A few days after the visit I decided to have my white blood cells frozen. The main reason was that I would not have any reason to regret doing it. But if I did not do it now and it could have saved my life later, I would certainly regret for not having done it.

When I came back to BioBancUSA Deb Fleurat, a registered nurse collected my blood, which was similar to donating blood. She did a very good job so I hardly noticed when she took some of my blood. My blood and corresponding documents were individually barcode labeled for precision tracking throughout the entire process. Immediately after the collection, the blood went to the laboratory where the majority of red blood cells and plasma was removed to begin isolation of my white blood cells. A cryoprotectant, DMSO/Dextran 40, was added to shield the white blood cells from freezing damage. Research has shown that this methodology is the most successful in terms of cell recovery and ultimately for transplant results. The cells were then carefully prepared and frozen in a molded freezing bag for uniform freezing of the white blood cells. The bag, in its protective aluminum cassette, was frozen at a computer-controlled rate and was stored in a BioArchive® nitrogen storage unit. This process ensures the safety of the white blood cells because progressively lowering the temperature keeps the cells from going into shock before reaching the storage temperature of -196°C. This advanced system uses a robotic arm device, where the white blood cells will not be exposed to temperature variations that could significantly compromise their viability. This system uses a very special barcode system to catalog and identify my white blood cells in the most accurate way. A sample of my blood was sent to an FDA-licensed laboratory for infectious disease testing.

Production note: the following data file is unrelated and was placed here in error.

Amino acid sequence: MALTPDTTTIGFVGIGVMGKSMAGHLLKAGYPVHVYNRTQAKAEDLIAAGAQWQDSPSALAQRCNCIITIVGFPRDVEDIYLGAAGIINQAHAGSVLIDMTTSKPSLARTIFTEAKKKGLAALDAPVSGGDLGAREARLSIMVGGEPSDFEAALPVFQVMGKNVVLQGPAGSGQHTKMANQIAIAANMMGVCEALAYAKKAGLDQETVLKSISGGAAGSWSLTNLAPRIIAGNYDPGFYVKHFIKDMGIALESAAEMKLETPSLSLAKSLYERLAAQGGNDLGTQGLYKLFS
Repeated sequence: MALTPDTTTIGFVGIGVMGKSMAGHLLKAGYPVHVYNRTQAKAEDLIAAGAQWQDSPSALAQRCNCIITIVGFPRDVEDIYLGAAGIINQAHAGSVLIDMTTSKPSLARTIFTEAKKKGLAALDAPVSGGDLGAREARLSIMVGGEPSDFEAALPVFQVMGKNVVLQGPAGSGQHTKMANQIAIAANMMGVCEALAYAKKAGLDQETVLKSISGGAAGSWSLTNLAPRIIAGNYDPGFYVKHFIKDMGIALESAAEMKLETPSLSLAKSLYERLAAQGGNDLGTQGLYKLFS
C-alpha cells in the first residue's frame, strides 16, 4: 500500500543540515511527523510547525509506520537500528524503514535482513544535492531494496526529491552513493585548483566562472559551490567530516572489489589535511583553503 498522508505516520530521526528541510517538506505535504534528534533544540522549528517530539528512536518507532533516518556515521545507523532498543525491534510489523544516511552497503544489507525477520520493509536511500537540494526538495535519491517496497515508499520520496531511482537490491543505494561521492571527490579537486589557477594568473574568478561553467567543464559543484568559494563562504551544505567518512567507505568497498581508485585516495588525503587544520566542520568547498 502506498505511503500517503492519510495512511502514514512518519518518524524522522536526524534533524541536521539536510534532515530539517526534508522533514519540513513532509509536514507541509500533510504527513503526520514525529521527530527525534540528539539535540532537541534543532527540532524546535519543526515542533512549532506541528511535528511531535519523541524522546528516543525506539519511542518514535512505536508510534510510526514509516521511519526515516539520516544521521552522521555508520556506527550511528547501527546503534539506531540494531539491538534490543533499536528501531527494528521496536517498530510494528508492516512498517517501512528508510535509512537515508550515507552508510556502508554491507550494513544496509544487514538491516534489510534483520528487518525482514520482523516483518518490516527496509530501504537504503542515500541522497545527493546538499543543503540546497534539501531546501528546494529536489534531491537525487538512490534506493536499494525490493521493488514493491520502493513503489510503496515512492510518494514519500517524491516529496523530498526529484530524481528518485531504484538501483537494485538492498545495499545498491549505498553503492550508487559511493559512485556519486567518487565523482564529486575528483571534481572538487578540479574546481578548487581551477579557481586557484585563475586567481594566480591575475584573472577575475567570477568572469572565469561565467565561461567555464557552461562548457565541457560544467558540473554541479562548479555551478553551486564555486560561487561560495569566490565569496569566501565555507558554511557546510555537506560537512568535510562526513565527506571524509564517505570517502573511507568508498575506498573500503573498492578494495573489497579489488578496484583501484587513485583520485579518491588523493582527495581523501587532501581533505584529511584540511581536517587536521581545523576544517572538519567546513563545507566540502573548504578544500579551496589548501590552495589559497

All the cryostorage white blood cells units are monitored by 24/7 surveillance systems that will alert the personnel of any problems. Entry to the constantly monitored laboratory and storage area is gained only through a controlled access point to maintain the safety of the stored cells. Operating procedures are in effect to maintain at all times the safety and quality of the white blood cells.

After the completion of the cryopreservation and storage process, I received a Certificate of Storage. This confirmed that my cells were safely processed and stored with BioBancUSA. At that time I was the third European who had his white blood cells frozen at BioBancUSA. The two others were the Chair of BioBancUSA´s Scientific Advisory Board, the world-renowned Dominique Charron, M.D., Ph.D, who is Professor of Medicine – Immunology at the University of Paris in France and President of the European Foundation of Immunogenetics. He had said that: “White blood cell (WBC) transfusion may well impact health in the 21st century to the same extent as Red Blood Cell (RBC) transfusion did over the 20th century.” The other one was Luc Montagnier, the scientist who discovered the AIDS virus.

I hope that I will never have to use the stored white blood cells, but studies from 1998 indicate stem cells have proven viable after 15 years of cryopreservation using this technology. However a number of experts believe these cells can be preserved indefinitely, since the molecular state of the cells have been suspended due to freezing.

BioBancUSA went out of business in 2010 and my white blood cells are now stored at California Cryobank / Family Cord Blood Services, which I have also visited.